Los Angeles has agreed to pay a $50,000 settlement to three photographers after they were detained by LA County Sheriffs while taking pictures in public places. As part of the settlement, the city will also teach its sheriff deputies that photography is not a crime.
The three photographers — Shawn Nee, Greggory Moore and Shane Quentin — were represented by the ACLU Foundation of Southern California, who sued the county and deputies in 2011 on behalf of the three men. Authorities had violated the photographers’ First and Fourth Amendment rights, the suit claimed, by searching and questioning the men for “nothing more than taking photographs of Metro Rail turnstiles, oil refineries and traffic whizzing by a court house.”
Nee has been stopped and questioned multiple times while photographing officers in public. Moore was detained and accused of “suspicious activity” after photographing drivers for a news story. Quentin was kept in a squad car for 45 minutes after taking pictures of refineries.
Now, four years after the initial lawsuit, the Los Angeles Board of Supervisors announced this week that it had approved a $50,000 settlement for damages against the photographers. The city will also provide training for deputies specifically on the subject of “interacting with photographers or members of the public who are taking photos in public places.”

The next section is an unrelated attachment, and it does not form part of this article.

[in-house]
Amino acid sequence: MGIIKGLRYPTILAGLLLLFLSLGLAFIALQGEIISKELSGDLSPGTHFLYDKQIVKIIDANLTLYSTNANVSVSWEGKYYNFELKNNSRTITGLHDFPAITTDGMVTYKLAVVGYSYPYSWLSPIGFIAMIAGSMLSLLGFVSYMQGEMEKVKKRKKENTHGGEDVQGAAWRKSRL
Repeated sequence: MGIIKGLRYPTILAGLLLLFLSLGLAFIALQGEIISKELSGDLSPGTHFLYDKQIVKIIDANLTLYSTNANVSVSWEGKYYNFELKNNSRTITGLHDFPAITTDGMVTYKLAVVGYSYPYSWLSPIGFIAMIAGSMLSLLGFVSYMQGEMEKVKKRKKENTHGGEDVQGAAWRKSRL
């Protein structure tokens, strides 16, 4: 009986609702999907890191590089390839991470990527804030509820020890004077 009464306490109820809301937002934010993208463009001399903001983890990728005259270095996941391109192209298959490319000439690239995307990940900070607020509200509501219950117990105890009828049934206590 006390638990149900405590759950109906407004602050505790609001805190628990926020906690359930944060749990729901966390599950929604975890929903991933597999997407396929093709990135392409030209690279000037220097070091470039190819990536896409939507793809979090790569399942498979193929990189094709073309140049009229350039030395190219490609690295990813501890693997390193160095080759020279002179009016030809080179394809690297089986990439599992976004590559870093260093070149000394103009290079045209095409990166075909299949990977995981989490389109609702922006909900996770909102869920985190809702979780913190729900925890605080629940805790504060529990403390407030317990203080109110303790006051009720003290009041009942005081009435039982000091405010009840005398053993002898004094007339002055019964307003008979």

The training will be provided through a newsletter and will be given to all deputies assigned to patrol. It will state that the public has “a First Amendment right to observe, take photographs, and record video in any public place where they are lawfully present.” Deputies are warned against “interfering, threatening, intimidating, blocking or otherwise discouraging” picture takers unless they are violating a law.
Photographers also have the right to photograph officers while they’re performing their duties in public as long as the photographer has a right to be present, the training says. Deputies are forbidden from asking people to show or delete any photo without a warrant under any circumstances.
It’s a big win for photographers’ rights, says ACLU SoCal lawyer Peter Bibring: “The training established by this settlement should ensure that photographers around Los Angeles County — as well as the general public — can exercise their right to free expression without unnecessary harassment.”